Mentoring the Next Generation of Professional Drivers

Just a few weeks ago, students dusted off their stationary, gathered their books and packed their rucksacks, ready to begin the new academic year. For many, the return of September meant continuing their studies in a new term, but for others, it marked a new beginning as thousands enrolled on courses and apprenticeships in an effort to propel themselves further towards their new career.

Almost two months into the new academic year, courses and apprenticeships are well underway, and so we turned to look at an event back in October of a similar nature: National Mentoring Day. Here at Barnes, the day highlighted an opportunity to raise awareness of the availability of apprenticeships within the Professional Driving and Logistics industryand the opportunities they present.

For a number of years now, pursuing a University degree upon completion of A Levels has been positioned as the traditional ‘norm’ for UK-based students. However, with the pressure growing for young people to have more ‘hands-on’, practical skills, apprenticeships have seen a growth in popularity, whilst University applications are slowly falling. As professionals within the industry, we feel proud to speak on behalf of ourselves and many others when we say that the level of support that learners entering into the logistics sector receive is invaluable and incomparable – and so National Mentoring Day is a fantastic day to bring this topic into discussion.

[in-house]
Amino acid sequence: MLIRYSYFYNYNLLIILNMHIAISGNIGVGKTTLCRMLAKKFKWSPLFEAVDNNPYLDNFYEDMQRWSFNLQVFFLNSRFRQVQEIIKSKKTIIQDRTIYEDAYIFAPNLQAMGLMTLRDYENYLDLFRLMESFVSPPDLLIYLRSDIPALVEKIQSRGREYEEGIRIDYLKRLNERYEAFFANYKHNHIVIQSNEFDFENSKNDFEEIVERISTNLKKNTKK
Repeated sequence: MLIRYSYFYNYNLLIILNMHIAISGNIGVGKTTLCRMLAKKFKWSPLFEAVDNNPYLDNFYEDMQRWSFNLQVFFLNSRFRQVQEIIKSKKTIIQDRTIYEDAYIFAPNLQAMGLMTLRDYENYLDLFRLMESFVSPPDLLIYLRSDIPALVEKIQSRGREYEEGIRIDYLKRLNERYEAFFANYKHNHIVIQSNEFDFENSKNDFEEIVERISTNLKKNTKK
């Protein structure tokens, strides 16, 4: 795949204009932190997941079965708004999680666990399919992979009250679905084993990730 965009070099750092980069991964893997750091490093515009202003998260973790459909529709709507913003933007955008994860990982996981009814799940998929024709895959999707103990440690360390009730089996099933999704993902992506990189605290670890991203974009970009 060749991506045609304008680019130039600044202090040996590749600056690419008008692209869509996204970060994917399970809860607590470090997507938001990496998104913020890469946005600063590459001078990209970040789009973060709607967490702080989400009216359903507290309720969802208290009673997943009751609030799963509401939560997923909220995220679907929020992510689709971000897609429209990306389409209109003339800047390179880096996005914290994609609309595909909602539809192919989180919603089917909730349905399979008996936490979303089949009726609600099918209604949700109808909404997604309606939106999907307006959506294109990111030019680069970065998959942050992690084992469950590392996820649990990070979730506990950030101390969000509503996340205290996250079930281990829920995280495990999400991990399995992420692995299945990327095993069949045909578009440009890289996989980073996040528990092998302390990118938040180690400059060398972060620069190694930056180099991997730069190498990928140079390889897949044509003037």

With various job roles available within the logistics sector, from HGV drivers to warehouse operators, vehicle mechanics, business developers and managers – to name but a few – the sector truly offers something for everyone and is inclusive of all interests and talents. However, with each of these roles comes a need for experience, something which is achieved through apprenticeships. Apprenticeships not only provide such relevant industry experience but also allow the individual to expand their skillset whilst offering the opportunity to earn an income and secure a place on the pathway for professional and personal growth.

Of course, an apprenticeship is not the route for everyone, and some may feel better suited to a University degree in a related subject– both are viable directions to take and can lead to a successful career. For those who would prefer to study academia to a higher level, we offer our full support but would also recommend that such applicants gain work experience in the field of logistics management in addition to their studies.